Photo: ST file photo

Abalones come from all over the world. The premium ones, mostly from Mexico and light beige, are prized for their springy texture, thickness and rich taste, and are usually eaten straight out of the can. They also have a definitive outline.

The next grade is from Australia and South Africa. Canned Australian abalones - pale and smooth - are best for soups. South African ones have a crunchy texture and a strong oceanic taste. They're best served steamed or braised.

The ones from New Zealand, which are usually a dark brown, and China - almost white, as if they've been bleached - are not as strong-flavoured. They're better sliced and then added to braised dishes so the gravy can boost their flavours.

How to choose: "To check the origin of the abalones, look at the indelible red or black ink stamp on the cans, instead of the main label," says Chef Ku.


Photo: ST file photo

The ones here come mostly from Japan and China. Japanese shiitakes are said to be superior in taste, fragrance and appearance. They are less bitter, lighter in colour and thicker. They also cost a lot more - from $120 a kilo! Chinese ones usually start at $30 per kilo.

How to choose: There are three categories of Chinese shiitakes: hua gu (fl ower mushroom), xiang gu (fragrant mushroom) and dong gu (winter mushroom). Hua gu is the best with a deep, intense and earthy aroma as well as a meaty flavour. Unlike the other two varieties, it has deep white fi ssures that make it look like a fl ower, hence its name.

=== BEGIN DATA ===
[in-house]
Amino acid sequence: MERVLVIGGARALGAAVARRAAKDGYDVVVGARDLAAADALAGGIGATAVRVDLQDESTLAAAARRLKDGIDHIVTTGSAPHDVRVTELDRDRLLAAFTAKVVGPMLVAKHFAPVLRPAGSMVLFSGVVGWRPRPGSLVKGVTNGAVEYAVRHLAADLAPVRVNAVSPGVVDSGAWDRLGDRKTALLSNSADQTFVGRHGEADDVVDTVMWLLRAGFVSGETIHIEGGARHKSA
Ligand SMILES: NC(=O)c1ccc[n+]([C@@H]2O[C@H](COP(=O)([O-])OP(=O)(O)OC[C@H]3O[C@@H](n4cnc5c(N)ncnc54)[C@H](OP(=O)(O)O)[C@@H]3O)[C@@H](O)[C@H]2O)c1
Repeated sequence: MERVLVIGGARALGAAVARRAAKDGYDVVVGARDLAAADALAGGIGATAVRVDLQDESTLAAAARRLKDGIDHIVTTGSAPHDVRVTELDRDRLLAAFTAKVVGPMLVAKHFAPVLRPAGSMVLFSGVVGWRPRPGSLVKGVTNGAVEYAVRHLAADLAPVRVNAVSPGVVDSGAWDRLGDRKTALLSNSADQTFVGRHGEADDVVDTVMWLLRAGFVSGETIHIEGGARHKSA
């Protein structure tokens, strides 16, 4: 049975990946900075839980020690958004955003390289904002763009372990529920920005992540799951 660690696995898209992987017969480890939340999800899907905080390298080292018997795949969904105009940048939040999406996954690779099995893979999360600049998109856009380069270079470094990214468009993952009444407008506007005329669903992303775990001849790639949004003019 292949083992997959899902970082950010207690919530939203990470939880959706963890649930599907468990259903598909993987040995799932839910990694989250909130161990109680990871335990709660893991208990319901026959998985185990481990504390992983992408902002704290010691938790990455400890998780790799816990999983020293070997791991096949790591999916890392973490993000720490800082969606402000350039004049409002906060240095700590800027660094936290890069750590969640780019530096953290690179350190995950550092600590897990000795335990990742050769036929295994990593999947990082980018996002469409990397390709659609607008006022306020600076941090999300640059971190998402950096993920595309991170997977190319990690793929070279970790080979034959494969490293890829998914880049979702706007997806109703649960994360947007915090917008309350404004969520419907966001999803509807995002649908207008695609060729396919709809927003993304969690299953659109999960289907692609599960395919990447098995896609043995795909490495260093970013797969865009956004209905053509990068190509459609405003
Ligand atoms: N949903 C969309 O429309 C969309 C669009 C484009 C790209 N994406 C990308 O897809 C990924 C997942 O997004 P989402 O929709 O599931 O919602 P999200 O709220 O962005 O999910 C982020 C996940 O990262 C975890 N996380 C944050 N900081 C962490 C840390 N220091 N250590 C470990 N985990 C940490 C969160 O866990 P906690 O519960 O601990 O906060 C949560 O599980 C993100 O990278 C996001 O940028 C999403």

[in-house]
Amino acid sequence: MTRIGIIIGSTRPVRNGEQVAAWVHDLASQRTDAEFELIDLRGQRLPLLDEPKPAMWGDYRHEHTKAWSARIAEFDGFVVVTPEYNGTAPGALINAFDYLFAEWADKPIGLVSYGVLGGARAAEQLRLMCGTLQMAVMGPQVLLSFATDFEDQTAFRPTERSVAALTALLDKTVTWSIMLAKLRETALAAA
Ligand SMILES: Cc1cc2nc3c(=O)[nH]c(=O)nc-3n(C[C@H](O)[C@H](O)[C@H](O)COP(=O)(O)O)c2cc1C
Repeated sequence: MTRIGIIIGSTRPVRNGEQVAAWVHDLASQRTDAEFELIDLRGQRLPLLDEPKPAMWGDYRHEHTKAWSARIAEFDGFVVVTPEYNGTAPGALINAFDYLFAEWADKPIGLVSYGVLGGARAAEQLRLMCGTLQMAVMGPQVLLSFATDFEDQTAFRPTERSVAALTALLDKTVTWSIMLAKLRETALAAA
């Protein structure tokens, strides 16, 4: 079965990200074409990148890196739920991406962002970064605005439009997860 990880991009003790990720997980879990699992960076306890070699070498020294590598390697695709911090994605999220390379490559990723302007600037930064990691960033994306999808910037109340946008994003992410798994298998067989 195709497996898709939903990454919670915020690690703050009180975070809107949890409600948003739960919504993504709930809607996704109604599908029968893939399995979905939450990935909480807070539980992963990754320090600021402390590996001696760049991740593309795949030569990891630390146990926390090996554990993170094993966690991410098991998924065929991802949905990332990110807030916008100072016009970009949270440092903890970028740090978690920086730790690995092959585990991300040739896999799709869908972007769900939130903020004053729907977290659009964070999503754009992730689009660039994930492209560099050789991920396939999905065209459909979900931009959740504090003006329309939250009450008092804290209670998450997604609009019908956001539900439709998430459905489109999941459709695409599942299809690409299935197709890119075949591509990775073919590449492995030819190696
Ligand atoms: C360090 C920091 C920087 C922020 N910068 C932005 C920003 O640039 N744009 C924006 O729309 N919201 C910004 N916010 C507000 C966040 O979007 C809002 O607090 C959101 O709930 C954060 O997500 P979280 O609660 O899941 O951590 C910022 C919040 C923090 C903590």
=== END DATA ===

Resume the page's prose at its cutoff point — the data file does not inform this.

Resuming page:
Xiang gu is slightly fl atter, much darker, and doesn't have patterns. "Smell the mushrooms," suggests Chef Chung. "Look for a deep, earthy aroma to give the best flavour. For a better bite, pick thicker caps. Avoid those that are damp or smell sour or musty. And always select whole mushrooms instead of pre-sliced ones, which can be of questionable quality.

Use hua gu to enjoy the bite of a whole mushroom. Reconstituted in water and briefly fried in oil before you add them to dishes, they have a satisfying texture and a deep umami flavour. If you are slicing or just want a hint of flavour, use xiang gu and dong gu. What's more, the liquid you soak your mushrooms in is particularly good if you need to boost umami in vegetarian dishes.


Photo: EYEB

While rehydrated, ready-to-cook sea cucumbers from the wet market are easily available, all three chefs recommend buying the dried variety for better taste and texture. Rehydrated sea cucumbers can sometimes also be soaked for too long, resulting in a too-soft, mushy texture.